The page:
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“NSFR Would Have Potential Constraining Impact on Covered Bond Markets”

Date

11 May 2016

Sections

Euro & Finance
Trade & Society

The European Mortgage Federation- European Covered Bond Council (EMF-ECBC) cautions that the current Net Stable Funding Ratio (NSFR) proposal from the Basel Committee on Banking Supervision (BCBS) would unduly restrict the covered bond market and, as a result, long-term financing.

The EMF-ECBC expresses its views in an updated version of its July 2015 Paper on the BCBS’s proposed NSFR Standard, which it has today submitted to the European Commission and the European Banking Authority (EBA). The Paper has been updated notably to take account of the recommendations of the EBA in its December 2015 Report on the NSFR.

In its latest Paper, the EMF-ECBC recalls that covered bonds played a pivotal role in bank wholesale funding during the recent financial turmoil as one of the only asset classes able to restore investor confidence and ensure access to debt capital markets for European issuers.

With this in mind, the EMF-ECBC advocates in particular the setting of Required Stable Funding (RSF) and Available Stable Funding (ASF) to zero for interdependent assets and liabilities, including all situations where a matching principle exists in law.

In structures where there are no interdependent assets and liabilities, the EMF-ECBC highlights:

(i)     the potential for derogation from the NSFR on an individual institution basis where the institution is part of a group/sub group;

(ii)    the adjustment upwards of ASF factors for covered bonds with a residual maturity of less than one year;

(iii)   the need for identical treatment of mortgages in terms of RSF weighting, regardless of whether they are funded through covered bonds or not; and

(iv)  the recognition of the secured nature of the asset in the assignment of RSF factors to swap agreements on covered bonds.

Finally, from an investor perspective, the EMF-ECBC welcomes the fact that extremely high liquidity and quality as well as high liquidity and quality covered bonds are assigned RSF factors in line with their categorisation under the European Commission’s Delegated Act on the Liquidity Coverage Requirement1. However, the EMF-ECBC asserts that covered bonds backed by cover pools with high credit quality should not be treated differently in the NSFR because of differences in issue size so as to ensure that covered bonds issued from the same prime cover pools fulfil the same stable funding requirements.

In commenting on the EU implementation of the BCBS NSFR Standard, Luca Bertalot, EMF-ECBC Secretary General, stated:

“The tailored and proportionate EU implementation of the Basel III framework is vital for the viability of the mortgage and covered bond industries, all the more so in light of the advent of yet more regulatory change in the form of “Basel IV”. Appropriate liquidity and capital requirements will be determinant for the role the Industry can play in supporting not only growth, but also in meeting the EU’s energy targets.”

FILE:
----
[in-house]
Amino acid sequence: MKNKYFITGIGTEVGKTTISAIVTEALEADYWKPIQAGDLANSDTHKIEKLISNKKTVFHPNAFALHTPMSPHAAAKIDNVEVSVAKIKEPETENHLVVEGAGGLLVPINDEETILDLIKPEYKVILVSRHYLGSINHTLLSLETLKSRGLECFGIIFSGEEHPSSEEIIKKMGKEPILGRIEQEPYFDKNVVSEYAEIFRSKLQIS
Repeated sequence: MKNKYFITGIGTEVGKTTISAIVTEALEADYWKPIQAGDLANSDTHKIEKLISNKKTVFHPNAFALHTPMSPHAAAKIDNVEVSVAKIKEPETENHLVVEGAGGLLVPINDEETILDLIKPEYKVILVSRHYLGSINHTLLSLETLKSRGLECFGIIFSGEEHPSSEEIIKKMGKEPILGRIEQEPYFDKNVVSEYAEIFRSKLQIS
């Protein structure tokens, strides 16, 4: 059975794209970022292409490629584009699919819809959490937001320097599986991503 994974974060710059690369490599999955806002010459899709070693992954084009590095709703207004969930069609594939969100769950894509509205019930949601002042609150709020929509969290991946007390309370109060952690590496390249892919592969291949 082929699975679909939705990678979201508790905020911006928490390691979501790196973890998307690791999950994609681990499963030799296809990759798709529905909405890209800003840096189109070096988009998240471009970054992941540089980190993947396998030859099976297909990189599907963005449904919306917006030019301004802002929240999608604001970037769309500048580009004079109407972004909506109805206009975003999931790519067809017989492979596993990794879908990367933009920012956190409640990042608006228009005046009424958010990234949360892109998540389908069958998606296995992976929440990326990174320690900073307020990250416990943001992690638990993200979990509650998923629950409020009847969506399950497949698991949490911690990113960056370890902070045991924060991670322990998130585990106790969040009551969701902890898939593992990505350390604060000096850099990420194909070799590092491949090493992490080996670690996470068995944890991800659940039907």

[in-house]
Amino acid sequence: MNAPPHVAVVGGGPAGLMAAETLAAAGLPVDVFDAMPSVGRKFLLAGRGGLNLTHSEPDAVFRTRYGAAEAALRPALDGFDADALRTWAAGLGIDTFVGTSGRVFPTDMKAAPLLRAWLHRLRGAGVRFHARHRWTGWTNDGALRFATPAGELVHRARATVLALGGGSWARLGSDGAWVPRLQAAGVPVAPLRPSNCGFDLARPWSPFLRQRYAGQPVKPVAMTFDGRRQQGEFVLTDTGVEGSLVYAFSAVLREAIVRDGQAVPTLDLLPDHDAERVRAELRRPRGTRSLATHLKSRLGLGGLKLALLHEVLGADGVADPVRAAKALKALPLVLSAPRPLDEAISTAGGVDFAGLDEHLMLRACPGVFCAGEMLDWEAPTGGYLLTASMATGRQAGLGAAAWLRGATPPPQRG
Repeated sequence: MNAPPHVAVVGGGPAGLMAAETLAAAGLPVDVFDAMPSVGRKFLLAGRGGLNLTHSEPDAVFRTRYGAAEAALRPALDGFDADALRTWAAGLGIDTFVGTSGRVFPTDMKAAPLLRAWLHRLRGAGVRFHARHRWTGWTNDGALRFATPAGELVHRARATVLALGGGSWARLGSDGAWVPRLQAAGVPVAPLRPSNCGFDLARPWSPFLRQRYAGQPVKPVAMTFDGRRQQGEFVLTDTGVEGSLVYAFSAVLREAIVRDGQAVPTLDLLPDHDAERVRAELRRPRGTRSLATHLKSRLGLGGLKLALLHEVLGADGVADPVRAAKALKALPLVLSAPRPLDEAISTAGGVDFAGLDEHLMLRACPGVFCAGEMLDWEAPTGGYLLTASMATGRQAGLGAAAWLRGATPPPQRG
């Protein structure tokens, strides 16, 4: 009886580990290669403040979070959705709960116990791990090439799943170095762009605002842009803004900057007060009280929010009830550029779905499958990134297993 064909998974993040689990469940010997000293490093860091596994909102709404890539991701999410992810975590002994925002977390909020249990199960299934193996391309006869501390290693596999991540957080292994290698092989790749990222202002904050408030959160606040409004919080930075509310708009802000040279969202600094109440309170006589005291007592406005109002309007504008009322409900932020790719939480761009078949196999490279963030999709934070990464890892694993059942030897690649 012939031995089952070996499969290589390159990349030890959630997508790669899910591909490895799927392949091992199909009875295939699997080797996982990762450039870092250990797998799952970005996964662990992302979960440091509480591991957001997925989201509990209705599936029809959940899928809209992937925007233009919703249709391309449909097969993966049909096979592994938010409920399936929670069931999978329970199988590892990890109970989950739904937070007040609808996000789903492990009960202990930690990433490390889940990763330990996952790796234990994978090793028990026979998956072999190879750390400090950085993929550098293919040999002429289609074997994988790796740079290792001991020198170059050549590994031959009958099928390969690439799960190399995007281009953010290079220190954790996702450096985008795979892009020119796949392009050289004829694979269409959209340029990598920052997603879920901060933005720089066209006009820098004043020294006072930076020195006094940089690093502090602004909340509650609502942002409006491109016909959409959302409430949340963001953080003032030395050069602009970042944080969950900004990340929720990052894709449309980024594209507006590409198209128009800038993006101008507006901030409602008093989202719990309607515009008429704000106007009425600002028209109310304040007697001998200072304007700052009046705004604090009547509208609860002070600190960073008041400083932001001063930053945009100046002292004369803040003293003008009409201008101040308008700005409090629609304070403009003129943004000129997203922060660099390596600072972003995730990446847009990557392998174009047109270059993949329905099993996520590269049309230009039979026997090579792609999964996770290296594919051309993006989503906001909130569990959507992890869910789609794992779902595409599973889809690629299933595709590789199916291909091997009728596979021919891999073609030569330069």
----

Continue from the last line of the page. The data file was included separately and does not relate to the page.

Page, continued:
The updated EMF-ECBC Paper on NSFR is available here.

1 http://ec.europa.eu/finance/bank/regcapital/acts/delegated/index_en.htm

 

Contact:

Luca Bertalot

Secretary General

Tel: +32 2 285 40 35

lbertalot@hypo.org

 

Notes to the Editor:

1.     Established in 1967, the European Mortgage Federation (EMF) is the voice of the European mortgage industry, representing the interests of mortgage lenders and covered bond issuers at European level. The EMF provides data and information on European mortgage markets, which were worth over 6.9 trillion EUR at the end of 2014. As of May 2016, the EMF has 19 members across 14 EU Member States as well as a number of observer members.

 

2.     In 2004 the EMF founded the European Covered Bond Council (ECBC), a platform bringing together covered bond issuers, analysts, investment bankers, rating agencies and a wide range of interested stakeholders. As of May 2016, the ECBC has over 100 members across 26 active covered bond jurisdictions and many different market segments. ECBC members represent over 95% of covered bonds outstanding, which were worth over 2.5 trillion EUR in total at the end of 2014.

 

3.     In June 2014, the EMF and the ECBC came together to form the Covered Bond & Mortgage Council (CBMC), which replaced the European Mortgage Federation as the legal name under which both entities operate, although in practice, both the EMF and ECBC brands are maintained and used to identify the two areas of focus within the CBMC’s scope.

 

4.     The Covered Bond Label Foundation (CBLF) was established in 2012 by the EMF-ECBC. The Covered Bond Label website became fully operational on the 1st of January 2013, with the first Labels being effective since then. As of May 2016, the website features 14 National Transparency Templates, 77 issuer profiles and information on 91 labelled cover pools. The Covered Bond Label website currently provides issuance data on over 4,200 covered bonds, amounting to a total face value of over 1.4 trillion EUR, out of which over 2,000 covered bonds already include information on the Liquidity Coverage Requirement (LCR).

 

5.     For the latest updates from the EMF-ECBC, follow us on Twitter, LinkedIn and YouTube or visit the EMF-ECBC blog.

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